Grenadine is a bright red syrup used in cocktails and mocktails to add color and sweetness! Here’s what to know about how to make and use it.
Looking at grabbing or making some grenadine, or simply wondering what it is? This bright syrup makes vibrant pink and red cocktails and mocktails. It’s often thought of as cherry flavored, it’s got a different fruity origin. You can buy it at the store: but it’s easy to make at home too (in fact, we prefer it homemade). Here’s what you need to know about this essential cocktail ingredient!
What is grenadine?
Grenadine is a red non-alcoholic syrup with a sweet tart flavor, commonly used in cocktails and mocktails. It’s made from pomegranate juice, and has a long history of use in cocktails and bartending. The first published mention of grenadine in a cocktail was in 1895, and it became very popular in drinks in the 1920’s and 30’s. The name comes from the French word for pomegranate, grenade.
Grenadine was originally made from pomegranate juice, but many products on the market today have artificial sweeteners and colors. Look for an all natural grenadine or make homemade grenadine.
What does grenadine taste like?
Grenadine has a flavor that’s both sweet and tart, with a fruity finish. It’s most commonly used to add color to drinks, but it also adds sweetness.
Are there any grenadine substitutes? Yes. The best option is homemade. Or, try 2 parts pomegranate juice and 1 part simple syrup, raspberry syrup, or maraschino juice from a jar of cherries. Read more here.
How to make homemade grenadine
Homemade grenadine is all natural and has none of the artificial colors and flavors you can find in store-bought. We highly recommend making it at home if at all possible, but you can also opt for an all natural brand (see below). Here are a few tips on the process:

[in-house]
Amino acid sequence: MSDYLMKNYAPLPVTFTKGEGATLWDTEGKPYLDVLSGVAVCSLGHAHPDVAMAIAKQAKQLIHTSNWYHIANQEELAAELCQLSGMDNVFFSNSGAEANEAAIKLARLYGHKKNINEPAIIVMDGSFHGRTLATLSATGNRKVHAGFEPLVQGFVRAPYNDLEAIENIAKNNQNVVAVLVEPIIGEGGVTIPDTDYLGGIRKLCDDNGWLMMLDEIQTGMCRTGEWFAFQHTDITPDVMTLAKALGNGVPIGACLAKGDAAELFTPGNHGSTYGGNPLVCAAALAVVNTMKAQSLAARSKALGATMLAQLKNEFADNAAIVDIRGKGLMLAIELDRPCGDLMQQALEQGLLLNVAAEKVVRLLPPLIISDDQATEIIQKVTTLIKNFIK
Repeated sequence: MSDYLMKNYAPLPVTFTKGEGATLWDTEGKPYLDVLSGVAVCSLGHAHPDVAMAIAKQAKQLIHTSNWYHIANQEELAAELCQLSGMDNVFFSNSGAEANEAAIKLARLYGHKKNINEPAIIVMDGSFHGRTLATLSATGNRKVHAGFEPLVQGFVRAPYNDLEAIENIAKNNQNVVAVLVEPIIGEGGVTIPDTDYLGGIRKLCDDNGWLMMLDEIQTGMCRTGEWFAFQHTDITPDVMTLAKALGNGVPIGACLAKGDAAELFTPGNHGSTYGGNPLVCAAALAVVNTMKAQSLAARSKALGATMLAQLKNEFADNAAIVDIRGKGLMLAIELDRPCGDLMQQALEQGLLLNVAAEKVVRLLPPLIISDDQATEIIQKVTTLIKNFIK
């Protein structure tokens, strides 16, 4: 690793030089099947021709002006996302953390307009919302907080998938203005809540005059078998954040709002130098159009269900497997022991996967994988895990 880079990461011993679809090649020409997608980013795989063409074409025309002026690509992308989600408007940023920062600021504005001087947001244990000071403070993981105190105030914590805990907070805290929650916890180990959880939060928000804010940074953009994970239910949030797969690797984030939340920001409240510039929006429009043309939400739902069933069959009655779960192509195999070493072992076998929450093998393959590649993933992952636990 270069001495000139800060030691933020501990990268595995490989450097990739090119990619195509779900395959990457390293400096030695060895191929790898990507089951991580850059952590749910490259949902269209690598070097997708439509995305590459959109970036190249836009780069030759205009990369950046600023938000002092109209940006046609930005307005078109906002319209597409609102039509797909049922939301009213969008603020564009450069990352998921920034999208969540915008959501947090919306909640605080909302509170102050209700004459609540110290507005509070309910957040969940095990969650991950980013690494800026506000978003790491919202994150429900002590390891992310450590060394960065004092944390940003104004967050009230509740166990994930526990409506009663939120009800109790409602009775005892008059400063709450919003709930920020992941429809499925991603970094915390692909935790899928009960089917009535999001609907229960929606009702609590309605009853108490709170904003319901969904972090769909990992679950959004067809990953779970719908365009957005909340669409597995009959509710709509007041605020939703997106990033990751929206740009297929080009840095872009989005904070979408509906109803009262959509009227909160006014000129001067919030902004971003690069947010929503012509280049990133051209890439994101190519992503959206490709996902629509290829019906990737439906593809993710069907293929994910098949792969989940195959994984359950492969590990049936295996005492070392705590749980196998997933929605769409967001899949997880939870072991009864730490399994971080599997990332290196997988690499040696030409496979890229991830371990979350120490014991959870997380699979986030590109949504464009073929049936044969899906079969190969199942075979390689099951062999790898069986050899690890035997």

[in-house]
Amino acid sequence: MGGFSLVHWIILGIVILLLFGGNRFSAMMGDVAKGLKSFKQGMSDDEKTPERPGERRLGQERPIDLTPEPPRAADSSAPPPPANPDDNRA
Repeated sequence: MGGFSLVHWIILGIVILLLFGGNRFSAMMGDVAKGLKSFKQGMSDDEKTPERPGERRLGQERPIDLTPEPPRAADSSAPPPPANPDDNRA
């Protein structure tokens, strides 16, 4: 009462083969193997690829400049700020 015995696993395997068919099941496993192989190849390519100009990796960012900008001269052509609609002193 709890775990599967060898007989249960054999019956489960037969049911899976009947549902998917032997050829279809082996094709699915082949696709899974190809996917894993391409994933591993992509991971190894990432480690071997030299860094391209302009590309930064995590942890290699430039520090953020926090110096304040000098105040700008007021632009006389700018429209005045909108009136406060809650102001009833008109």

- Use fresh juice (not bottled). Fresh squeezed juice from pomegranate seeds makes the most vibrant color. Bottled juice makes a very dark colored, muted syrup.
- Simmer the juice and sugar. Go to How to Make Grenadine for more.
- Store refrigerated up to 3 weeks, or fortify for longer. For a storage time longer than 3 weeks, add 1 tablespoon vodka or brandy to fortify the syrup.
Why we like it
Grenadine is an essential ingredient in classic cocktails! It adds a beautiful red color and sweet, subtly fruity flavor.
How much does it cost?
Grenadine is fairly cheap, but try to look for authentic brands made from real pomegranate. Here’s a link to an all natural grenadine that costs $10 for 12 ounces. We have experience using the Small Hand Foods brand: keep in mind that its color is slightly darker and cloudier than homemade.
Most popular grenadine cocktails
Grenadine is popularly used in both cocktails and mocktails, like the Shirley Temple and Roy Rodgers. Here are a few ideas for how to serve it:
- Don’t want to use a recipe? Mix a bar spoon of grenadine with soda water, ginger ale, ginger beer, or cola for a tasty mocktail.
- Want a cocktail? Try it in one of these popular grenadine cocktails and mocktails:
This bar syrup also features in the following drinks:Print
Here’s how to make grenadine syrup, that brilliant red syrup for making cocktails! It’s all natural and easy to make using pomegranate juice.
- 2/3 cup fresh squeezed pomegranate juice (8 ounces pomegranate seeds or 2 medium pomegranates)*
- ½ cup granulated sugar
- 1 teaspoon fresh squeezed lemon juice
- Make the pomegranate juice: If using whole pomegranates, remove the seeds. Place the pomegranate seeds in a cocktail shaker (or tall glass) and mash with a muddler or wooden spoon until all the juices have been released. Then pour it through a fine mesh strainer into a measuring cup.
- Simmer: Add the pomegranate juice and sugar to a small saucepan heat over medium heat, stirring until the sugar is dissolved, about 1 to 2 minutes. Remove from the heat.
- Cool and store: Cool and stir in the lemon juice. Pour into a sealed container and refrigerate up to three weeks. For a longer storage time, add 1 tablespoon vodka or brandy to fortify the syrup.
*You can also use bottled pomegranate juice, but the color won’t be as vibrant.
- Category: Syrup
- Method: Stovetop
- Cuisine: Cocktails
More cocktail guides
Wondering what Aperol is? Or Chartreuse or St Germain? Want the best brand of bourbon or how to make a whiskey sour? Here are a few more guides to liquor:
- Quick Guide to Chartreuse This pale green liqueur is worth adding to your collection…here’s why.
- Quick Guide to Absinthe This formerly banned liquor is now in good graces.
- Quick Guide to Grand Marnier This top shelf orange liqueur is absolutely worth writing home about.
- Guide to Bourbon All you need to know about this American spirit.